Translated by Mike Eabry
Why does the Red-crowned crane have a red head?
Yoshino Tomō (Kushiro City Zoo, Chief Investigator responsible for cranes)
One of the most striking characteristics of Red-crowned cranes is their red head.
The two Japanese characters used for writing “Red-crowned crane” (pronounced “tan-chō”) literally mean “red” and “head”, respectively.
So then, why is it that the head of the Red-crowned crane is red?
People are sometimes not aware that the red part of the head is actually skin, not feathers, covered with numerous detailed wart-like protrusions which appear red due to blood in subcutaneous blood vessels becoming visible.
Red-crowned cranes begin to lose their head feathers about one year after birth and, at around two-years old, are basically completely bald.
It is really this baldness which is the true sign of adulthood in Red-crowned cranes.
Furthermore, if a crane becomes anemic due to illness or injury, the head color will become faded, close to orange or white, which is one of the indicators for us to know the state of the bird’s health.
Considering it in a different light, what would be the reason for this baldness?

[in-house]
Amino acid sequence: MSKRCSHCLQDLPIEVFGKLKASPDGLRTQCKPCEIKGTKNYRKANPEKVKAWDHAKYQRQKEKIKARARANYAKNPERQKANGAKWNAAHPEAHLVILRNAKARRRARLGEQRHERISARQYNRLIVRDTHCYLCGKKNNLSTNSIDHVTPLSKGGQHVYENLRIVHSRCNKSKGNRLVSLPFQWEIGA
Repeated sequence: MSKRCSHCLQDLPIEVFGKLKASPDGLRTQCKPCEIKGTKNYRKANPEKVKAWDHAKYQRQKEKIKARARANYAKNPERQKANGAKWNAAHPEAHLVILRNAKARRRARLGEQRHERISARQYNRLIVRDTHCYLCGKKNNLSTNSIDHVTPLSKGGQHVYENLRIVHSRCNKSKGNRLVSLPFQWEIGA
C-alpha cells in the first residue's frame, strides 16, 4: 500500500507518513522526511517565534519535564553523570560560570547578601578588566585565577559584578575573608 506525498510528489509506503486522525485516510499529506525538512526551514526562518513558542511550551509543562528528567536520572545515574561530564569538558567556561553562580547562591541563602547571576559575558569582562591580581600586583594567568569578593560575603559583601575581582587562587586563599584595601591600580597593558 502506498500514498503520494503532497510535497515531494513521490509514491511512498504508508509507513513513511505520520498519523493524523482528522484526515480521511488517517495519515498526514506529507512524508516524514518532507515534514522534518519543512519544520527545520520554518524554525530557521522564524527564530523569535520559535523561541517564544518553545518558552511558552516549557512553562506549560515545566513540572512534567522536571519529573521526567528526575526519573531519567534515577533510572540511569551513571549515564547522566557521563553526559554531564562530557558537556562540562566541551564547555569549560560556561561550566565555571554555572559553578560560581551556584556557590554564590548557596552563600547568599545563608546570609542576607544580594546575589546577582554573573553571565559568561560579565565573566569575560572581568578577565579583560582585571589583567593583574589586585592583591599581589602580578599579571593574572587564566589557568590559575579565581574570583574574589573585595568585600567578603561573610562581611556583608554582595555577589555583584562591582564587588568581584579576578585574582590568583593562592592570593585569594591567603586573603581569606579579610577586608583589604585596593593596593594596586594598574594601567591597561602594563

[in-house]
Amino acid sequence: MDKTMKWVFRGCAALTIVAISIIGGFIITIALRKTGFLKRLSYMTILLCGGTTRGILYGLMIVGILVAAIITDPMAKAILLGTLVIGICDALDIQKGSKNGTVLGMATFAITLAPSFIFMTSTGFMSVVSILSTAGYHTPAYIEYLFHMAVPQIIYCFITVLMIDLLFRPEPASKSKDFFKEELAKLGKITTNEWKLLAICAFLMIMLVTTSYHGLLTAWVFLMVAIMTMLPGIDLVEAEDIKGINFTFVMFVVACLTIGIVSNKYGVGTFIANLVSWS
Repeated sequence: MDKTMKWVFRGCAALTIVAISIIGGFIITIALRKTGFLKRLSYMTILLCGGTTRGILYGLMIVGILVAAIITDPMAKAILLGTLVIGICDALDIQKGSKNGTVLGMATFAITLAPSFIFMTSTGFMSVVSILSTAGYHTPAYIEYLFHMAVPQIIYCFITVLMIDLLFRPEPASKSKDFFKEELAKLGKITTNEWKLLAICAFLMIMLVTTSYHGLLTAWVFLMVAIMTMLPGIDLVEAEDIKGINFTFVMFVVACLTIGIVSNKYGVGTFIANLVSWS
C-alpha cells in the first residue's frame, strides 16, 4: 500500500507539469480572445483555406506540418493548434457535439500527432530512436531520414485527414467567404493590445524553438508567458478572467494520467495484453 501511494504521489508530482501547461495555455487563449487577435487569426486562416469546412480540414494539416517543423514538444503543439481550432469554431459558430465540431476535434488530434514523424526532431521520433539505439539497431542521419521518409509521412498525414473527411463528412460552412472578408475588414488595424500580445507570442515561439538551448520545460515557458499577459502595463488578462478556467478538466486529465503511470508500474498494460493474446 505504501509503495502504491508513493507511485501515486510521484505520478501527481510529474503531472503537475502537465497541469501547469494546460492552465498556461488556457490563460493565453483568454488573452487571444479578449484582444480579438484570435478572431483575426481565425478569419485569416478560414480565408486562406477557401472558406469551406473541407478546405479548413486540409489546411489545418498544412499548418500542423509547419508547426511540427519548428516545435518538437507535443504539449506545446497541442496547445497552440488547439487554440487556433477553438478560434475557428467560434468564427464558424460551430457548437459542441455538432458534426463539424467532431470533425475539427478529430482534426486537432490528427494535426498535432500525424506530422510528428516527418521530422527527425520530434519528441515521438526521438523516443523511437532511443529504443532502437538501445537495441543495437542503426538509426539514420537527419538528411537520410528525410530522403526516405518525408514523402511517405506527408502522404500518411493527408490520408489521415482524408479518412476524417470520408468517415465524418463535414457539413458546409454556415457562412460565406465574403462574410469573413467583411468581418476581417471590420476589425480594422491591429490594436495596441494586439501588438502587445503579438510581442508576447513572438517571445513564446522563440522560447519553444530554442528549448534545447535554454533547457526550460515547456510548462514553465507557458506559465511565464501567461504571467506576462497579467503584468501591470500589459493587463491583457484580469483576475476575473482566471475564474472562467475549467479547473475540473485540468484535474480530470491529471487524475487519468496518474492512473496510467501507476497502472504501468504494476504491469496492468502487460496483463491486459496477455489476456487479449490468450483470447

For example, the fleshy bits around the heads of chickens (comb, wattle, lobes etc.) are red due to the development of subcutaneous capillaries, but this is to increase the amount of skin directly exposed to the air, thus helping to regulate body temperature.
An impressive crest also serves other purposes like attracting females and intimidating rivals.
As another example, scavengers such as vultures are bald so that unwanted dirt and bacteria don’t stick to the bird’s down, thus reducing the risk of infection.
So, what about Red-crowned cranes?
One thing is, it’s likely it’s nothing to do with protection against infectious diseases, since they’re not scavengers.
Is it beneficial for breeding purposes, then?
This red area becomes enlarged when excited, expanding blood vessels and increasing blood flow, remaining small otherwise.
Also, the red part becomes larger when dancing and during courtship, so it is considered helpful for communication and breeding amongst Red-crowned cranes.
However, we don’t honestly know if there are individual differences in the size and color of this bald area, so we think it probably has nothing to do with the reproductive fitness of each individual.